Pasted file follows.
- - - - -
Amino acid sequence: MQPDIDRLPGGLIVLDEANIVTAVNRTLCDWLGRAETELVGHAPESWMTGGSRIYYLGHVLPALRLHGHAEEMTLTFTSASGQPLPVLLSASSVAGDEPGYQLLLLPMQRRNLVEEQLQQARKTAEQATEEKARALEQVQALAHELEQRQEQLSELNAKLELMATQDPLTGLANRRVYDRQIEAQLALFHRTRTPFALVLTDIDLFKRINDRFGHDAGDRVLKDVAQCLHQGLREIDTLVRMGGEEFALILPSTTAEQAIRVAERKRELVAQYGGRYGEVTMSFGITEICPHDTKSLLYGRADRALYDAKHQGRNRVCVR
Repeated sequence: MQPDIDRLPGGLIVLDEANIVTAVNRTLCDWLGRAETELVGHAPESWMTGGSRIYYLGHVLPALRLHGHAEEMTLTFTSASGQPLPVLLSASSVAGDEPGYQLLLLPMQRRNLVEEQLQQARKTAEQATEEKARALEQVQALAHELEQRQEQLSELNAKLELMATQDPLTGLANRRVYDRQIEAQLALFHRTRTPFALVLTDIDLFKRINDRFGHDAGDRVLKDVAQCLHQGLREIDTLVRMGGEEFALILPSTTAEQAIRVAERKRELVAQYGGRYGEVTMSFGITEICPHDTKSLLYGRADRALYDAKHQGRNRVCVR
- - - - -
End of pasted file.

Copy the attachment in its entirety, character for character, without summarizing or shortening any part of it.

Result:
Amino acid sequence: MQPDIDRLPGGLIVLDEANIVTAVNRTLCDWLGRAETELVGHAPESWMTGGSRIYYLGHVLPALRLHGHAEEMTLTFTSASGQPLPVLLSASSVAGDEPGYQLLLLPMQRRNLVEEQLQQARKTAEQATEEKARALEQVQALAHELEQRQEQLSELNAKLELMATQDPLTGLANRRVYDRQIEAQLALFHRTRTPFALVLTDIDLFKRINDRFGHDAGDRVLKDVAQCLHQGLREIDTLVRMGGEEFALILPSTTAEQAIRVAERKRELVAQYGGRYGEVTMSFGITEICPHDTKSLLYGRADRALYDAKHQGRNRVCVR
Repeated sequence: MQPDIDRLPGGLIVLDEANIVTAVNRTLCDWLGRAETELVGHAPESWMTGGSRIYYLGHVLPALRLHGHAEEMTLTFTSASGQPLPVLLSASSVAGDEPGYQLLLLPMQRRNLVEEQLQQARKTAEQATEEKARALEQVQALAHELEQRQEQLSELNAKLELMATQDPLTGLANRRVYDRQIEAQLALFHRTRTPFALVLTDIDLFKRINDRFGHDAGDRVLKDVAQCLHQGLREIDTLVRMGGEEFALILPSTTAEQAIRVAERKRELVAQYGGRYGEVTMSFGITEICPHDTKSLLYGRADRALYDAKHQGRNRVCVR